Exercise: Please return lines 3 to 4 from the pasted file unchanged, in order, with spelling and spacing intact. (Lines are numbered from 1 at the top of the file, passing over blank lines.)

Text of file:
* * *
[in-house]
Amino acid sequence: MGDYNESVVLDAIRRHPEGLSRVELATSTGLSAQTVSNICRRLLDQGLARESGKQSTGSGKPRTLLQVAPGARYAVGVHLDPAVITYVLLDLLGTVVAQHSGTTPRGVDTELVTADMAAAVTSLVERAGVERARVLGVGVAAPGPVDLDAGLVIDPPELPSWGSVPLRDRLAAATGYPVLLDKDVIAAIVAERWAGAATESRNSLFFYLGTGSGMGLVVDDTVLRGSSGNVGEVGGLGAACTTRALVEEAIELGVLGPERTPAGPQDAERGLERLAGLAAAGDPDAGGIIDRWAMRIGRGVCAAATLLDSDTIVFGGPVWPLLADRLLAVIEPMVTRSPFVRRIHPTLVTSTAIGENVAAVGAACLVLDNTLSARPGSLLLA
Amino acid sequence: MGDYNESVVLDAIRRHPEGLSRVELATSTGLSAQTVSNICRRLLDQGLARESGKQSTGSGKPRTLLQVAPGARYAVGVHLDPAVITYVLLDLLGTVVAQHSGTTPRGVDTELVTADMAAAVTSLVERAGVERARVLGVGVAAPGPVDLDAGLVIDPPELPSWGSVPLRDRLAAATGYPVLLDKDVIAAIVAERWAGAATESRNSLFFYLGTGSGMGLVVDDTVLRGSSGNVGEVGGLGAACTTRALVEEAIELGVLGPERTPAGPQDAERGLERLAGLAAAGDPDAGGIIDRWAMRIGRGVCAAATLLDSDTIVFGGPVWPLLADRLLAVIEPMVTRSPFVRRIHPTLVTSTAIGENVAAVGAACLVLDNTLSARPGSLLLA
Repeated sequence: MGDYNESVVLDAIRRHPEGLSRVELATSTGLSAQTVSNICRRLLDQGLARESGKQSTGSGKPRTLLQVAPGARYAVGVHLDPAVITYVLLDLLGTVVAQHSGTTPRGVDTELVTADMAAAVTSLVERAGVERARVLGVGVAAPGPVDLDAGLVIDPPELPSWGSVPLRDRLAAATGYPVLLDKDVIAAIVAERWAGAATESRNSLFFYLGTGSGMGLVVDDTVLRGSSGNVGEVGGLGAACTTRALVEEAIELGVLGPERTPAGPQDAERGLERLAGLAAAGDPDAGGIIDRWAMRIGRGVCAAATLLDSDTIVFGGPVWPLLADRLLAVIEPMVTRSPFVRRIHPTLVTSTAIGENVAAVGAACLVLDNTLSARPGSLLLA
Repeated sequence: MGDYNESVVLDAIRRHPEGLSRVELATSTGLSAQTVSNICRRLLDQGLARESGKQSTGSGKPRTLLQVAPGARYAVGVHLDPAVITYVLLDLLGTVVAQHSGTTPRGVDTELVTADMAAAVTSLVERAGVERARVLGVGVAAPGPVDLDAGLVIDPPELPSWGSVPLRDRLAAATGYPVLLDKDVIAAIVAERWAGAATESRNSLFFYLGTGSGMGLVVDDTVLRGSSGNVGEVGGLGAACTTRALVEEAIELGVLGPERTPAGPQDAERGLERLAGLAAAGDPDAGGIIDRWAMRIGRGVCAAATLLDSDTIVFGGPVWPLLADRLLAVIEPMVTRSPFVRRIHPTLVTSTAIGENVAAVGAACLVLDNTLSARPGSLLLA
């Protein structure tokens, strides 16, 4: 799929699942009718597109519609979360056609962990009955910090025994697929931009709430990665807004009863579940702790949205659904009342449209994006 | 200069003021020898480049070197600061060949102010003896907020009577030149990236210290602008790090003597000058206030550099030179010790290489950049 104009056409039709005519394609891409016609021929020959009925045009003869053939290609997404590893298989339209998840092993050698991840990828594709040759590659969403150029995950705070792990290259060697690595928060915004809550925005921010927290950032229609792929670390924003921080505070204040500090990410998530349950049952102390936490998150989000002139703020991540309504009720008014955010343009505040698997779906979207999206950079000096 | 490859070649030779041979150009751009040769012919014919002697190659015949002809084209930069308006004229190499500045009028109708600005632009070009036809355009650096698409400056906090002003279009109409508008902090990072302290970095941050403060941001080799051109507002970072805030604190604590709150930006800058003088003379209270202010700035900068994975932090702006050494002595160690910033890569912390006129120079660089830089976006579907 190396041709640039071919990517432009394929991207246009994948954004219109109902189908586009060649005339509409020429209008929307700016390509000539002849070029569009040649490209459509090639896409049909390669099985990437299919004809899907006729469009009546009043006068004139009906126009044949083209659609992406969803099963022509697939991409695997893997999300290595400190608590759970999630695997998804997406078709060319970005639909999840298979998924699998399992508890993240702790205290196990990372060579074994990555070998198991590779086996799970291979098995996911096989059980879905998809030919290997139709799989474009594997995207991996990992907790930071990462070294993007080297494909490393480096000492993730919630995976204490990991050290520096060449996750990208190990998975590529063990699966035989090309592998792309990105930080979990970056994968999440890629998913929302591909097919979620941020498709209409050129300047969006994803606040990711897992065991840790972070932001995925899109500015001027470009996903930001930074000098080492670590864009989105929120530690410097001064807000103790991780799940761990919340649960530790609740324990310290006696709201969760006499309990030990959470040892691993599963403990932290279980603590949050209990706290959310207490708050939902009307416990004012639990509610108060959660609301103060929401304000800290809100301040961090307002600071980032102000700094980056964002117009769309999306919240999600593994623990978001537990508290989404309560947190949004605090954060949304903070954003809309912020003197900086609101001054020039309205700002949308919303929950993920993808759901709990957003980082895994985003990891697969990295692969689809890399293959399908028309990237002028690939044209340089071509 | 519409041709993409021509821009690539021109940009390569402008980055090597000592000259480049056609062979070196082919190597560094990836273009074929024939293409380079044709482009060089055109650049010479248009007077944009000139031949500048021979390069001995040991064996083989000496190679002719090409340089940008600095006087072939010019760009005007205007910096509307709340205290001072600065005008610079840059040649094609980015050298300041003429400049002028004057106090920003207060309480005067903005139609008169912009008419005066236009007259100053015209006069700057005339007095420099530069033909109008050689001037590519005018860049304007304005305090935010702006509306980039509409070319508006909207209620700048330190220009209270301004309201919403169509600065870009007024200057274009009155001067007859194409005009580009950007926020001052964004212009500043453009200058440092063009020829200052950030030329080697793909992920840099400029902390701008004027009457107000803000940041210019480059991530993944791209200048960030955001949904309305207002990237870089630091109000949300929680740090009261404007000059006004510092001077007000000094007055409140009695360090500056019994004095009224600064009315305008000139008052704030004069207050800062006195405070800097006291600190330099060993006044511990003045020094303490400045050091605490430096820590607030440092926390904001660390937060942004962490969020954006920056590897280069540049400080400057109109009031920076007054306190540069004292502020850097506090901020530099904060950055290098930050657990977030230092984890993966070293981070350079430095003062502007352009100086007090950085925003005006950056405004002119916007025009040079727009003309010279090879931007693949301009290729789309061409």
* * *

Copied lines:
Amino acid sequence: MGDYNESVVLDAIRRHPEGLSRVELATSTGLSAQTVSNICRRLLDQGLARESGKQSTGSGKPRTLLQVAPGARYAVGVHLDPAVITYVLLDLLGTVVAQHSGTTPRGVDTELVTADMAAAVTSLVERAGVERARVLGVGVAAPGPVDLDAGLVIDPPELPSWGSVPLRDRLAAATGYPVLLDKDVIAAIVAERWAGAATESRNSLFFYLGTGSGMGLVVDDTVLRGSSGNVGEVGGLGAACTTRALVEEAIELGVLGPERTPAGPQDAERGLERLAGLAAAGDPDAGGIIDRWAMRIGRGVCAAATLLDSDTIVFGGPVWPLLADRLLAVIEPMVTRSPFVRRIHPTLVTSTAIGENVAAVGAACLVLDNTLSARPGSLLLA
Repeated sequence: MGDYNESVVLDAIRRHPEGLSRVELATSTGLSAQTVSNICRRLLDQGLARESGKQSTGSGKPRTLLQVAPGARYAVGVHLDPAVITYVLLDLLGTVVAQHSGTTPRGVDTELVTADMAAAVTSLVERAGVERARVLGVGVAAPGPVDLDAGLVIDPPELPSWGSVPLRDRLAAATGYPVLLDKDVIAAIVAERWAGAATESRNSLFFYLGTGSGMGLVVDDTVLRGSSGNVGEVGGLGAACTTRALVEEAIELGVLGPERTPAGPQDAERGLERLAGLAAAGDPDAGGIIDRWAMRIGRGVCAAATLLDSDTIVFGGPVWPLLADRLLAVIEPMVTRSPFVRRIHPTLVTSTAIGENVAAVGAACLVLDNTLSARPGSLLLA